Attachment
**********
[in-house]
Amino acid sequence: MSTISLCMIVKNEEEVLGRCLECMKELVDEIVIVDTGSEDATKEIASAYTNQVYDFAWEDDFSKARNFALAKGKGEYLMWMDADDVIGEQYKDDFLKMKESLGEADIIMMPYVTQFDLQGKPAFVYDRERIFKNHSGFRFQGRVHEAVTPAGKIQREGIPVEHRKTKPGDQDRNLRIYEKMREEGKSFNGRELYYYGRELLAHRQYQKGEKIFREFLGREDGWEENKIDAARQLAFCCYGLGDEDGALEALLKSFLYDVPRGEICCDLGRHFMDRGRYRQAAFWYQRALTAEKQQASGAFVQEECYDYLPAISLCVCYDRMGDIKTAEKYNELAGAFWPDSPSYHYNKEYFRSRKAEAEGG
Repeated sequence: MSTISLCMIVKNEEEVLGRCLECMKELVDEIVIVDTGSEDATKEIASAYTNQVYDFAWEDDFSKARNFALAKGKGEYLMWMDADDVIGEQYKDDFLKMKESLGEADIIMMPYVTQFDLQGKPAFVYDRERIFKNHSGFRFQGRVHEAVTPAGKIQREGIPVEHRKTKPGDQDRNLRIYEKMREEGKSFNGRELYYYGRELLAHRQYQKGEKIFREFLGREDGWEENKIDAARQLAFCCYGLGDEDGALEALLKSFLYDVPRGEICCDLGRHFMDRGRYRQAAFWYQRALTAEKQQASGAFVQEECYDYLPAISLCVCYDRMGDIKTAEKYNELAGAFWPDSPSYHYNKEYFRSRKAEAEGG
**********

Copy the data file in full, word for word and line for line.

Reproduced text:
[in-house]
Amino acid sequence: MSTISLCMIVKNEEEVLGRCLECMKELVDEIVIVDTGSEDATKEIASAYTNQVYDFAWEDDFSKARNFALAKGKGEYLMWMDADDVIGEQYKDDFLKMKESLGEADIIMMPYVTQFDLQGKPAFVYDRERIFKNHSGFRFQGRVHEAVTPAGKIQREGIPVEHRKTKPGDQDRNLRIYEKMREEGKSFNGRELYYYGRELLAHRQYQKGEKIFREFLGREDGWEENKIDAARQLAFCCYGLGDEDGALEALLKSFLYDVPRGEICCDLGRHFMDRGRYRQAAFWYQRALTAEKQQASGAFVQEECYDYLPAISLCVCYDRMGDIKTAEKYNELAGAFWPDSPSYHYNKEYFRSRKAEAEGG
Repeated sequence: MSTISLCMIVKNEEEVLGRCLECMKELVDEIVIVDTGSEDATKEIASAYTNQVYDFAWEDDFSKARNFALAKGKGEYLMWMDADDVIGEQYKDDFLKMKESLGEADIIMMPYVTQFDLQGKPAFVYDRERIFKNHSGFRFQGRVHEAVTPAGKIQREGIPVEHRKTKPGDQDRNLRIYEKMREEGKSFNGRELYYYGRELLAHRQYQKGEKIFREFLGREDGWEENKIDAARQLAFCCYGLGDEDGALEALLKSFLYDVPRGEICCDLGRHFMDRGRYRQAAFWYQRALTAEKQQASGAFVQEECYDYLPAISLCVCYDRMGDIKTAEKYNELAGAFWPDSPSYHYNKEYFRSRKAEAEGG